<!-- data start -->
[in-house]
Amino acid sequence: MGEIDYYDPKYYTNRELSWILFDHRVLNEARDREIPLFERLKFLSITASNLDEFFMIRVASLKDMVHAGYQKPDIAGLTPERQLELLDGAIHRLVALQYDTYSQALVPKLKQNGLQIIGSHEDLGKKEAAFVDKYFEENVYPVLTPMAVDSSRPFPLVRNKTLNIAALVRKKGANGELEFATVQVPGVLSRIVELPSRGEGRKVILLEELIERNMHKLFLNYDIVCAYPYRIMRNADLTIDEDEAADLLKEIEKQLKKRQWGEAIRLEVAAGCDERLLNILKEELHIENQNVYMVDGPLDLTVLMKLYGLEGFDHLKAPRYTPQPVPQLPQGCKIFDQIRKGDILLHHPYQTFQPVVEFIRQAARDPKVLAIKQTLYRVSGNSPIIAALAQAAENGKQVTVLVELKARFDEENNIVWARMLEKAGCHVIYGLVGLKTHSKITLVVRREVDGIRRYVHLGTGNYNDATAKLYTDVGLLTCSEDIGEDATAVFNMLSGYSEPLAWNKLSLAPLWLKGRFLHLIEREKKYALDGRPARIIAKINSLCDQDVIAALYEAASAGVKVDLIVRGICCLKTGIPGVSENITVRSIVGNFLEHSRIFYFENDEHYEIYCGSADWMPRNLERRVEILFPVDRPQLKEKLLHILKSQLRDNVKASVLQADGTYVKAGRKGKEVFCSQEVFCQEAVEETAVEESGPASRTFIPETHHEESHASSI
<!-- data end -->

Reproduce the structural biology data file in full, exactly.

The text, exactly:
[in-house]
Amino acid sequence: MGEIDYYDPKYYTNRELSWILFDHRVLNEARDREIPLFERLKFLSITASNLDEFFMIRVASLKDMVHAGYQKPDIAGLTPERQLELLDGAIHRLVALQYDTYSQALVPKLKQNGLQIIGSHEDLGKKEAAFVDKYFEENVYPVLTPMAVDSSRPFPLVRNKTLNIAALVRKKGANGELEFATVQVPGVLSRIVELPSRGEGRKVILLEELIERNMHKLFLNYDIVCAYPYRIMRNADLTIDEDEAADLLKEIEKQLKKRQWGEAIRLEVAAGCDERLLNILKEELHIENQNVYMVDGPLDLTVLMKLYGLEGFDHLKAPRYTPQPVPQLPQGCKIFDQIRKGDILLHHPYQTFQPVVEFIRQAARDPKVLAIKQTLYRVSGNSPIIAALAQAAENGKQVTVLVELKARFDEENNIVWARMLEKAGCHVIYGLVGLKTHSKITLVVRREVDGIRRYVHLGTGNYNDATAKLYTDVGLLTCSEDIGEDATAVFNMLSGYSEPLAWNKLSLAPLWLKGRFLHLIEREKKYALDGRPARIIAKINSLCDQDVIAALYEAASAGVKVDLIVRGICCLKTGIPGVSENITVRSIVGNFLEHSRIFYFENDEHYEIYCGSADWMPRNLERRVEILFPVDRPQLKEKLLHILKSQLRDNVKASVLQADGTYVKAGRKGKEVFCSQEVFCQEAVEETAVEESGPASRTFIPETHHEESHASSI